Can’t toosie slide up outta this one, it’s just gon’ resurface

Every dog gotta have his day, now live in your purpose

It was fun until you started to put money in the streets

Then lost money ’cause they came back with no receipts

I’m sorry that I live a boring life, I love peace

But war-ready if the world is ready to see you bleed”

Kendrick again alludes to the fact that Drake is paying money and calling people to get information on him. The bigger reveal is that Drake has leaks in the ship which the Weeknd also claimed, but Kendrick takes it a step further.

He says there’s a lot of people from Drake’s team leaking information to him because he “deserves it.” Indicating there is more to Drake than meets the eye in how the people around him view him. 

Kendrick feels he’s a good person with no dirt out there on his life because he doesn’t lead a life like that. He leads a peaceful, boring life but he’s ready to get dirty in this war because he wants to see Drake suffer. 

Drake is playing a losing battle paying for leaks because there’s nothing there so he’s losing money. Drake has been claiming he has a massive nuke for Kendrick that he’ll reveal when he responds. Kendrick doesn’t think he has anything on him and it’s all a bluff. It’s unclear if Drake does have anything, but it doesn’t seem like Kendrick is scared.

Kendrick assures Drake there’s no “toosie sliding” out of this one, and he’s got to respond. This is in the same vein of what Drake did in Taylor Made Freestyle. If he wasn’t before, Drake is definitely on the clock to respond now.

The Mental Warfare of this Beef

Image Courtesy of Prince Williams/ Wireimage

The Elohim, KTW

Know you can’t sleep, these images trouble you

Know the wires in your circle should puzzle you

If you were street-smart, then you woulda caught that your entourage is only to hustle you

A hundred n***** that you got on salary

And twenty of ’em want you as a casualty

And one of them is actually next to you

And two of them is practically tired of your lifestyle

Just don’t got the audacity to tell you

Kendrick feels that Drake is struggling with this beef and that it’s keeping him up at night. Drake apparently employs a hundred people and twenty of them are willing to leak to Kendrick because they hate how Drake operates. The bigger reveal may be that one person that is even very close to Drake hates him and is helping Kendrick.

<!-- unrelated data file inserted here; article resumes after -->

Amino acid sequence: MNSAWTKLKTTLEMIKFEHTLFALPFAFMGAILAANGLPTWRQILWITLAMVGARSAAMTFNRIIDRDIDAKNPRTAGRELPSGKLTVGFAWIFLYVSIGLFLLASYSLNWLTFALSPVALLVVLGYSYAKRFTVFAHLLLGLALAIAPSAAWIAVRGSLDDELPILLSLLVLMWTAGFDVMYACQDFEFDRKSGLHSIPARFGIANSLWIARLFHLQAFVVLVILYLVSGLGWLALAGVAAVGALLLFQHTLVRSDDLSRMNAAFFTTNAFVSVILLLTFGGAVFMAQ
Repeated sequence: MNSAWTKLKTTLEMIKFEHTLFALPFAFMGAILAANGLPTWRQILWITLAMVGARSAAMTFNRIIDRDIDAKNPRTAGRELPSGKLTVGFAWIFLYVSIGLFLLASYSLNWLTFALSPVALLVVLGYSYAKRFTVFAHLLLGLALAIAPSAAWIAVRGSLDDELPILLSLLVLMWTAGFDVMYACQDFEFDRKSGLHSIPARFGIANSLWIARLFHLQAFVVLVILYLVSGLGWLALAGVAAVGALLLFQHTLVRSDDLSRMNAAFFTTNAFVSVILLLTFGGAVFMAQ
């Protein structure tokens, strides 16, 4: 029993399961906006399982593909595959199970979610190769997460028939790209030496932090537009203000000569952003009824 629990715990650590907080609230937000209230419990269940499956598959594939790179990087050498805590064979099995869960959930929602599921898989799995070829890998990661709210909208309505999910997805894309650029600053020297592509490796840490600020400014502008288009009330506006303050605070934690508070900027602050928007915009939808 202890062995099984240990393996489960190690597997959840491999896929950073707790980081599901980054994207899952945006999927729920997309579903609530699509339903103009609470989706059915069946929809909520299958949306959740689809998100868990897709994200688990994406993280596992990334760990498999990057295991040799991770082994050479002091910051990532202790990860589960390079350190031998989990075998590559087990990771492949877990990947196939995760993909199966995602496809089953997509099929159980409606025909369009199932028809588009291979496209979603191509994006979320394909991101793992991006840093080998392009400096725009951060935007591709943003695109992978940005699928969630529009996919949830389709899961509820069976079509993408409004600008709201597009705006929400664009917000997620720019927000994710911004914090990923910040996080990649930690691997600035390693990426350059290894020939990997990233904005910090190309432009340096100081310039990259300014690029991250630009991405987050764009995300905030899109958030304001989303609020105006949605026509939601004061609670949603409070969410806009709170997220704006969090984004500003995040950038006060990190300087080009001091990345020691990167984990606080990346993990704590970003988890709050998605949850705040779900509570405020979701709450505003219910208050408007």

This is mental warfare and Kendrick is killing Drake because if what he’s saying is the truth then Drake has bigger issues at hand. Even if Kendrick is overexaggerating, he’s getting into Drake’s head by making these claims making him doubt himself. 

But let me tell you some game ’cause I can see you, my lil’ homie

You playin’ dirty with propaganda, it blow up on ya

You’re playin’ nerdy with Zack Bia and Twitter bots

But your reality can’t hide behind wifi

Your lil’ memes is losin’ steam, they figured you out

The forced opinions is not convincin’, y’all need a new route

It’s time that you look around on who’s around you

Before you figure that you’re not alone, ask what Mike would do

Kendrick again mocks Drake for being an internet warrior. He thinks that Drake is using the internet to fuel this beef and his own self esteem but it’s not working because people will see past it. Drake has been posting memes for a while now about the beef which Kendrick finds isn’t working and how all these opinions of the people around him are fake. 

Kendrick keeps blatantly saying that Drake has been lying about people in his raps and once again reiterates that here with how Drake is “playing dirty with propaganda” which will backfire eventually.

He wants Drake to re-evaluate the people around him because they’re sinking the ship. Kendrick references Michael Jackson, a constant theme in these diss tracks to end it off and tells Drake to think of what Mike would do to reflect on himself.

If you want to know more about this beef, check out Part 1: The Backstory, Part 2: Drake’s Push Ups, Part 3: Drake’s Tupac and Snoop AI diss track, and Part 4: A breakdown of Euphoria

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An aspiring screenwriter based in California obsessed with the inner and outer workings of Film and TV. Vishu serves as an editorial writer for Film, Music and TV.